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Discussion Starter · #1 · (Edited)
My little girl is growing up and starting to become self conscious about her body... mainly her chest.

At the end of last school year the other girls started teasing her telling her she needed to get a bra. I figured it was time to get her some of those T-shirts that only go about 1/3 of the way down her trunk but when I pointed them out in the store while we were back to school shopping she said "NO WAY!" and explained that one of the other little girls in her class wore one of those last year and was teased endlessly for wearing a "BRA!".

So what is the appropriate under attire for a growing 10 yo girl? I was going to get her some tank top style undershirts but we live in a pretty warm climate and wearing cotton under attire isn't all that comfortable (I wear polyester undershirts myself).

Are those little shirts with straps instead of fabric shoulders called camisoles? I looked on amazon but the girl camisoles are either cotton or expensive. Are their any silky smooth camisoles that aren't cotton and don't cost a fortune? Or should I get the tank top style undershirts... that are mostly cotton... :-(

In the past we usually bought nice stylish tops for school. This year she elected to go more with T shirts instead of tops if that makes a difference in under attire?

Please help a single father that knows nothing about girls undergarments! :grin:
 

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Discussion Starter · #4 ·
Thank you but she isn't that developed. Her classmates that said she needed a bra were just being mean little girls and making fun of her. Luckily she is a pretty confident little girl and doesn't get too worked up over such teasing. If I got her on of those sports bras she would not wear it because of the teasing the other little girl in her class got for wearing one.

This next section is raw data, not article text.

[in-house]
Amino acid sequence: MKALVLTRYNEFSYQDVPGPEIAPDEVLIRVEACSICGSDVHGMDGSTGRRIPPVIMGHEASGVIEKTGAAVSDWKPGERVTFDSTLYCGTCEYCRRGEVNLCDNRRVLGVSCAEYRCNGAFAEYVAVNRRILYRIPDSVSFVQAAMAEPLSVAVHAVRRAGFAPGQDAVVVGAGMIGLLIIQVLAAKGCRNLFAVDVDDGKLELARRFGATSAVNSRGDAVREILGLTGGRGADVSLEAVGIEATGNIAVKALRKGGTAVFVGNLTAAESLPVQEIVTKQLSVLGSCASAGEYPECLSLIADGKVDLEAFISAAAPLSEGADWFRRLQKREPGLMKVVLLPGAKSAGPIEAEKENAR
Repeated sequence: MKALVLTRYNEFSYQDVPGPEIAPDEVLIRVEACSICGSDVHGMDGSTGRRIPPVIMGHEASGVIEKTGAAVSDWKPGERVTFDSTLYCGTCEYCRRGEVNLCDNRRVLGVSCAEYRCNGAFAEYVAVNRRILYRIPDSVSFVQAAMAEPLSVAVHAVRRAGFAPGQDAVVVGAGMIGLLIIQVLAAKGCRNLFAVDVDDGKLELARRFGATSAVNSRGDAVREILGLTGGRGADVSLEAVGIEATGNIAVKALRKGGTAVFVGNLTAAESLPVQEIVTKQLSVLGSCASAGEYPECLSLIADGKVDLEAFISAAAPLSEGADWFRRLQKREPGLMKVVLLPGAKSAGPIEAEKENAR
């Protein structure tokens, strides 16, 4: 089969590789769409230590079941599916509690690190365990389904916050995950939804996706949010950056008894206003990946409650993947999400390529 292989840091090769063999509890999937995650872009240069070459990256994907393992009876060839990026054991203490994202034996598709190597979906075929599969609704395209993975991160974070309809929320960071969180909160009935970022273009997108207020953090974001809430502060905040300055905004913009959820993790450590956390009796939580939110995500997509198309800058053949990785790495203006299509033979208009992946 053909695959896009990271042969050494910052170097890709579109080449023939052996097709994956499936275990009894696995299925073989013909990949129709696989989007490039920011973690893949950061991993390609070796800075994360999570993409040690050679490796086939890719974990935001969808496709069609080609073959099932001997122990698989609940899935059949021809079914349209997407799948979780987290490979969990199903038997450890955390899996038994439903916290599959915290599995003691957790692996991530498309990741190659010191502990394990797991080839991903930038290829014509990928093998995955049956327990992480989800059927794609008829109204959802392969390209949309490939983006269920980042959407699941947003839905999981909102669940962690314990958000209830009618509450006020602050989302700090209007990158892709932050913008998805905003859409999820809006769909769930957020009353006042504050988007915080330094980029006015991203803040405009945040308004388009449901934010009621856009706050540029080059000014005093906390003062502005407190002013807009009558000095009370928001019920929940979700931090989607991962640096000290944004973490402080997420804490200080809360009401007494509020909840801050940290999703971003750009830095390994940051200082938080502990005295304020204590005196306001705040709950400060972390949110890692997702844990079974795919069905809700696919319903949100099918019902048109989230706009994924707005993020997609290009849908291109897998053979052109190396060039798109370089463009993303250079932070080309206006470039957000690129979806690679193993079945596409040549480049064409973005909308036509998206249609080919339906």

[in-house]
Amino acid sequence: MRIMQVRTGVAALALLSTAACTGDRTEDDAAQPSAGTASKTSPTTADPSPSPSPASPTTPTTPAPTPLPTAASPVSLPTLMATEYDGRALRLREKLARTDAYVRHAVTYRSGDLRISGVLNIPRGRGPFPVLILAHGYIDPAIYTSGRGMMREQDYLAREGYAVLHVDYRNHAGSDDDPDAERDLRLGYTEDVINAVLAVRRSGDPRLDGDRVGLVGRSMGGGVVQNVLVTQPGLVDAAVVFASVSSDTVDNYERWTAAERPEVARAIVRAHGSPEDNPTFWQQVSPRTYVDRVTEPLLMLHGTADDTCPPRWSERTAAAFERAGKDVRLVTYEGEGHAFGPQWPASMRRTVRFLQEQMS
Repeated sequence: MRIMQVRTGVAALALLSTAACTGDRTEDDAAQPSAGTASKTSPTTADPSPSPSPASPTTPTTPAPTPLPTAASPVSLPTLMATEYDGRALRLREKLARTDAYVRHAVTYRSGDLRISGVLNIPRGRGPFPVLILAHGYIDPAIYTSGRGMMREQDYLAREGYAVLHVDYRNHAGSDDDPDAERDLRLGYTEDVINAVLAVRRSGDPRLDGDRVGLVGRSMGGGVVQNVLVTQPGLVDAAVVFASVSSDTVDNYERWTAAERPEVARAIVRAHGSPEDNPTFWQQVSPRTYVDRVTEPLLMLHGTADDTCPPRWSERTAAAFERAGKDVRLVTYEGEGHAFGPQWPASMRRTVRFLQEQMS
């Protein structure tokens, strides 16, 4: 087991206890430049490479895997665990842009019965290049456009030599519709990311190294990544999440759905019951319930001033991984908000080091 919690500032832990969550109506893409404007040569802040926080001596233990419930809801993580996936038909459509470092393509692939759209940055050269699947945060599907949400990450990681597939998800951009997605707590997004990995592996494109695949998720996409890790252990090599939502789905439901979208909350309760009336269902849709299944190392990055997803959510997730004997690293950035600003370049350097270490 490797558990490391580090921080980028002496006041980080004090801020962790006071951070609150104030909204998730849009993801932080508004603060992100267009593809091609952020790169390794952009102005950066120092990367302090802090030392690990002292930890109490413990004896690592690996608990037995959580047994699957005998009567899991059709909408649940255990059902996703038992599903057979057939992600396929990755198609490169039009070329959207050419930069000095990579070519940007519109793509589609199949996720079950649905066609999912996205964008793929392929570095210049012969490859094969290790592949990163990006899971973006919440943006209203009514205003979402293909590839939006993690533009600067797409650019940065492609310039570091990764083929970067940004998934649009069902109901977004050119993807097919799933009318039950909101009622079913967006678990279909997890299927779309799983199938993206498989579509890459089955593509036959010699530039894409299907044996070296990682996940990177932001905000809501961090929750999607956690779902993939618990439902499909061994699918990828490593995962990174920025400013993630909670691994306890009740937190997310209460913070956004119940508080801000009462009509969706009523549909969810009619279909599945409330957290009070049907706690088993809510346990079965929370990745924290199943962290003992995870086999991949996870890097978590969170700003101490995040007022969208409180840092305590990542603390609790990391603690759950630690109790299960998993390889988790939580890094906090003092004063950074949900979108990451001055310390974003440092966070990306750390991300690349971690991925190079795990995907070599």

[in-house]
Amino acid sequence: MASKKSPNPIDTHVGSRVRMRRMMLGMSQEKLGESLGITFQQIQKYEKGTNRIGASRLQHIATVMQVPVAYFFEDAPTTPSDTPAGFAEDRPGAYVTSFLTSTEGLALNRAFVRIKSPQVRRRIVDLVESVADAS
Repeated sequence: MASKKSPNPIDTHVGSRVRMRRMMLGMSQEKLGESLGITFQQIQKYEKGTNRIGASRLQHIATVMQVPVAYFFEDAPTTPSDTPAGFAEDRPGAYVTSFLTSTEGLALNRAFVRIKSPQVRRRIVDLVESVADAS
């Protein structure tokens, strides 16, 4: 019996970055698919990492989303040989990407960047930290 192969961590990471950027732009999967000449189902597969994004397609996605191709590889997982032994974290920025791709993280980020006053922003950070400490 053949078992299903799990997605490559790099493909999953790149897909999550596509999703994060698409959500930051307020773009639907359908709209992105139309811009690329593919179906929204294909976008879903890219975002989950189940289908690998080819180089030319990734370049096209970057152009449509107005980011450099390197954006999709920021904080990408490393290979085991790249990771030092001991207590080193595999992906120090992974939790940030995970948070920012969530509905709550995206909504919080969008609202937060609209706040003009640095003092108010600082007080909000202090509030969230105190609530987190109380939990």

What is the difference between a camisole and a slip? She just needs a little extra layer of comfortable fabric so things don't show through the top layer of clothing.
 

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Thank you but she isn't that developed. Her classmates that said she needed a bra were just being mean little girls and making fun of her. Luckily she is a pretty confident little girl and doesn't get too worked up over such teasing. If I got her on of those sports bras she would not wear it because of the teasing the other little girl in her class got for wearing one.

What is the difference between a camisole and a slip? She just needs a little extra layer of comfortable fabric so things don't show through the top layer of clothing.
Where I'm from, a camisole is a sleeveless undershirt. It goes only to the waist. A slip is either a lightweight underskirt, or a lightweight underdress. More modern usage for camisole includes cotton tank tops with adjustable elastic straps, often with a built-in shelf bra.

Little extra layers of comfortable fabric do not prevent things from showing through, generally, which is a fact that your daughter will develop more awareness of fairly soon probably.

You seem to have opinions about what your daughter needs, but have you asked her? The one thing you've offered (the sports bra) was rejected - unsurprisingly, as those can be pretty uncomfortable. (They help a lot when you're exercising, but if you're just going to school, you probably want something with less of a death grip on your torso.)